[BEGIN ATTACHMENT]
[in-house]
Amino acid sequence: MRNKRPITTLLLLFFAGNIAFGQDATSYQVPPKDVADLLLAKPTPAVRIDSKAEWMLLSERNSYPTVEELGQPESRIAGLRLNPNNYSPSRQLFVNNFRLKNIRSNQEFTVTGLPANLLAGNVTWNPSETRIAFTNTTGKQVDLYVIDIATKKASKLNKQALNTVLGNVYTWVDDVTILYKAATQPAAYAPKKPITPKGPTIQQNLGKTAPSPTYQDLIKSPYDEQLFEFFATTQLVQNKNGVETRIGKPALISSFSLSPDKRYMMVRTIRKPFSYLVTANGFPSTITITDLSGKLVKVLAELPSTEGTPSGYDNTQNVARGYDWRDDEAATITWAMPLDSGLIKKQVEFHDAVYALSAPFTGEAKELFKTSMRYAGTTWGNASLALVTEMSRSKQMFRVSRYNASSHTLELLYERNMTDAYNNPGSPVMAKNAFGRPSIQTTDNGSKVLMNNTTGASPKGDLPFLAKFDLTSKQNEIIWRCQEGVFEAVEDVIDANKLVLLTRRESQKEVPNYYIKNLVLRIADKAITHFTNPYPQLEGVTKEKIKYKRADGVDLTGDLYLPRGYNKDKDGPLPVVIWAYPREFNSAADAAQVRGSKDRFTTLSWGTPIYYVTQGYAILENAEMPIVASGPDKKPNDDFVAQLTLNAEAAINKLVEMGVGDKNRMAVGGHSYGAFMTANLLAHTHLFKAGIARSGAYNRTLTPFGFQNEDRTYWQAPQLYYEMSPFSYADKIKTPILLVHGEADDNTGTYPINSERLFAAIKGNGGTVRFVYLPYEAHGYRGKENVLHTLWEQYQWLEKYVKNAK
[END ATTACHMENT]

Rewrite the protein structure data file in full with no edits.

[in-house]
Amino acid sequence: MRNKRPITTLLLLFFAGNIAFGQDATSYQVPPKDVADLLLAKPTPAVRIDSKAEWMLLSERNSYPTVEELGQPESRIAGLRLNPNNYSPSRQLFVNNFRLKNIRSNQEFTVTGLPANLLAGNVTWNPSETRIAFTNTTGKQVDLYVIDIATKKASKLNKQALNTVLGNVYTWVDDVTILYKAATQPAAYAPKKPITPKGPTIQQNLGKTAPSPTYQDLIKSPYDEQLFEFFATTQLVQNKNGVETRIGKPALISSFSLSPDKRYMMVRTIRKPFSYLVTANGFPSTITITDLSGKLVKVLAELPSTEGTPSGYDNTQNVARGYDWRDDEAATITWAMPLDSGLIKKQVEFHDAVYALSAPFTGEAKELFKTSMRYAGTTWGNASLALVTEMSRSKQMFRVSRYNASSHTLELLYERNMTDAYNNPGSPVMAKNAFGRPSIQTTDNGSKVLMNNTTGASPKGDLPFLAKFDLTSKQNEIIWRCQEGVFEAVEDVIDANKLVLLTRRESQKEVPNYYIKNLVLRIADKAITHFTNPYPQLEGVTKEKIKYKRADGVDLTGDLYLPRGYNKDKDGPLPVVIWAYPREFNSAADAAQVRGSKDRFTTLSWGTPIYYVTQGYAILENAEMPIVASGPDKKPNDDFVAQLTLNAEAAINKLVEMGVGDKNRMAVGGHSYGAFMTANLLAHTHLFKAGIARSGAYNRTLTPFGFQNEDRTYWQAPQLYYEMSPFSYADKIKTPILLVHGEADDNTGTYPINSERLFAAIKGNGGTVRFVYLPYEAHGYRGKENVLHTLWEQYQWLEKYVKNAK